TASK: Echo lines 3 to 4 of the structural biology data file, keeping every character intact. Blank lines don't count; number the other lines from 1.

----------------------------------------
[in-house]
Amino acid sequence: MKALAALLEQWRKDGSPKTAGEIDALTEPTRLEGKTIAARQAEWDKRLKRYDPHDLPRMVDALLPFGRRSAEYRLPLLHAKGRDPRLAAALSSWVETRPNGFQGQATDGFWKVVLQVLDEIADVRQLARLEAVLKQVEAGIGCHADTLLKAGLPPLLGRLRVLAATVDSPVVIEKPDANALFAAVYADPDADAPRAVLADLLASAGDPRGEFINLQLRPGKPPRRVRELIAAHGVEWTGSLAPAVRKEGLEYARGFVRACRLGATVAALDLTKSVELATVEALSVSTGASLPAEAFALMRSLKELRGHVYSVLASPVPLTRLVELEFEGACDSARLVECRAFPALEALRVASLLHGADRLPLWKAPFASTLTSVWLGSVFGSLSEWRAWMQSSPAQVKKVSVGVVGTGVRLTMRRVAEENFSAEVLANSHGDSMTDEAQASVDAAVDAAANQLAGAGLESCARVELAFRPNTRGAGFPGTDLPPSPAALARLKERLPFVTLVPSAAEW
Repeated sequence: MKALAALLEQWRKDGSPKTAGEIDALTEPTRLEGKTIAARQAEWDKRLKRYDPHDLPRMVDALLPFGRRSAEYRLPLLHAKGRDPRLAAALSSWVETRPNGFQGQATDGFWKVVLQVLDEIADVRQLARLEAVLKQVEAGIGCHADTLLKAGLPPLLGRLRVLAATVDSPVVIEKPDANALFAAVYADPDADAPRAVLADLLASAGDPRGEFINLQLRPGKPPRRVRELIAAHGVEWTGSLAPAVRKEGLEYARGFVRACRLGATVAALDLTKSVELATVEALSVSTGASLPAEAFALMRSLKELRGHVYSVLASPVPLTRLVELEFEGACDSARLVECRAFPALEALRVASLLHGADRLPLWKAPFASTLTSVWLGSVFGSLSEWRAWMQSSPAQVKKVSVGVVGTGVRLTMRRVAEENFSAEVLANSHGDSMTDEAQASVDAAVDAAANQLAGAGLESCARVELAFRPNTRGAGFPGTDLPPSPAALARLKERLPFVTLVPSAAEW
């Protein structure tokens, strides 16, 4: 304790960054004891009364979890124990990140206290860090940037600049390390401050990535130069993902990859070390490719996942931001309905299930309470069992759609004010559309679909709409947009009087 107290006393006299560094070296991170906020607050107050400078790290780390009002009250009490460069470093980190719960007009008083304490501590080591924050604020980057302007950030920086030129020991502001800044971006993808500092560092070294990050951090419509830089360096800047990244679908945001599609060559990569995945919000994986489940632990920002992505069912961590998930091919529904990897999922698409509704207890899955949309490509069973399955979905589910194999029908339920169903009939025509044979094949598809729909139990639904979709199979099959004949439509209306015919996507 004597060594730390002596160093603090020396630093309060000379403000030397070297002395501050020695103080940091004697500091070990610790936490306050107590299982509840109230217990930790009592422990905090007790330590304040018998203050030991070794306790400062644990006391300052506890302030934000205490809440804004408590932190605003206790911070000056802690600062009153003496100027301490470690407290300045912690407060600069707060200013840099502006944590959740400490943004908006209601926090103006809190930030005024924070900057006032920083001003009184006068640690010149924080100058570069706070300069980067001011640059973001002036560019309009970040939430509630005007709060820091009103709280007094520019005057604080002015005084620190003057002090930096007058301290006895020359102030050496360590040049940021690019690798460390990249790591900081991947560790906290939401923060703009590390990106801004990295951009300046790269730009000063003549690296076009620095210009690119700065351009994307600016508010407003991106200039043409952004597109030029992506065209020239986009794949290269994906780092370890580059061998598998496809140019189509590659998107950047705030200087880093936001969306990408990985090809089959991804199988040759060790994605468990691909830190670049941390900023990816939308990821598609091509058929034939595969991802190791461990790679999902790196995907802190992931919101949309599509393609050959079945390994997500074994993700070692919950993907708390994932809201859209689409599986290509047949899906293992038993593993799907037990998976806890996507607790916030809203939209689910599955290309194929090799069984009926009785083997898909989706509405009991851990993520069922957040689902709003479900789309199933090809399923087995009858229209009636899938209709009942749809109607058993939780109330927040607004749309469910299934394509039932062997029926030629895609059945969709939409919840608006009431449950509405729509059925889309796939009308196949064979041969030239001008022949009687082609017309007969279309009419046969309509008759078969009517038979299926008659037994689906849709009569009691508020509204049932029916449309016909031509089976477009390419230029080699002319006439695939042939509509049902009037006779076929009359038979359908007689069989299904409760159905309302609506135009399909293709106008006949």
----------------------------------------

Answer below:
Repeated sequence: MKALAALLEQWRKDGSPKTAGEIDALTEPTRLEGKTIAARQAEWDKRLKRYDPHDLPRMVDALLPFGRRSAEYRLPLLHAKGRDPRLAAALSSWVETRPNGFQGQATDGFWKVVLQVLDEIADVRQLARLEAVLKQVEAGIGCHADTLLKAGLPPLLGRLRVLAATVDSPVVIEKPDANALFAAVYADPDADAPRAVLADLLASAGDPRGEFINLQLRPGKPPRRVRELIAAHGVEWTGSLAPAVRKEGLEYARGFVRACRLGATVAALDLTKSVELATVEALSVSTGASLPAEAFALMRSLKELRGHVYSVLASPVPLTRLVELEFEGACDSARLVECRAFPALEALRVASLLHGADRLPLWKAPFASTLTSVWLGSVFGSLSEWRAWMQSSPAQVKKVSVGVVGTGVRLTMRRVAEENFSAEVLANSHGDSMTDEAQASVDAAVDAAANQLAGAGLESCARVELAFRPNTRGAGFPGTDLPPSPAALARLKERLPFVTLVPSAAEW
């Protein structure tokens, strides 16, 4: 304790960054004891009364979890124990990140206290860090940037600049390390401050990535130069993902990859070390490719996942931001309905299930309470069992759609004010559309679909709409947009009087 107290006393006299560094070296991170906020607050107050400078790290780390009002009250009490460069470093980190719960007009008083304490501590080591924050604020980057302007950030920086030129020991502001800044971006993808500092560092070294990050951090419509830089360096800047990244679908945001599609060559990569995945919000994986489940632990920002992505069912961590998930091919529904990897999922698409509704207890899955949309490509069973399955979905589910194999029908339920169903009939025509044979094949598809729909139990639904979709199979099959004949439509209306015919996507 004597060594730390002596160093603090020396630093309060000379403000030397070297002395501050020695103080940091004697500091070990610790936490306050107590299982509840109230217990930790009592422990905090007790330590304040018998203050030991070794306790400062644990006391300052506890302030934000205490809440804004408590932190605003206790911070000056802690600062009153003496100027301490470690407290300045912690407060600069707060200013840099502006944590959740400490943004908006209601926090103006809190930030005024924070900057006032920083001003009184006068640690010149924080100058570069706070300069980067001011640059973001002036560019309009970040939430509630005007709060820091009103709280007094520019005057604080002015005084620190003057002090930096007058301290006895020359102030050496360590040049940021690019690798460390990249790591900081991947560790906290939401923060703009590390990106801004990295951009300046790269730009000063003549690296076009620095210009690119700065351009994307600016508010407003991106200039043409952004597109030029992506065209020239986009794949290269994906780092370890580059061998598998496809140019189509590659998107950047705030200087880093936001969306990408990985090809089959991804199988040759060790994605468990691909830190670049941390900023990816939308990821598609091509058929034939595969991802190791461990790679999902790196995907802190992931919101949309599509393609050959079945390994997500074994993700070692919950993907708390994932809201859209689409599986290509047949899906293992038993593993799907037990998976806890996507607790916030809203939209689910599955290309194929090799069984009926009785083997898909989706509405009991851990993520069922957040689902709003479900789309199933090809399923087995009858229209009636899938209709009942749809109607058993939780109330927040607004749309469910299934394509039932062997029926030629895609059945969709939409919840608006009431449950509405729509059925889309796939009308196949064979041969030239001008022949009687082609017309007969279309009419046969309509008759078969009517038979299926008659037994689906849709009569009691508020509204049932029916449309016909031509089976477009390419230029080699002319006439695939042939509509049902009037006779076929009359038979359908007689069989299904409760159905309302609506135009399909293709106008006949």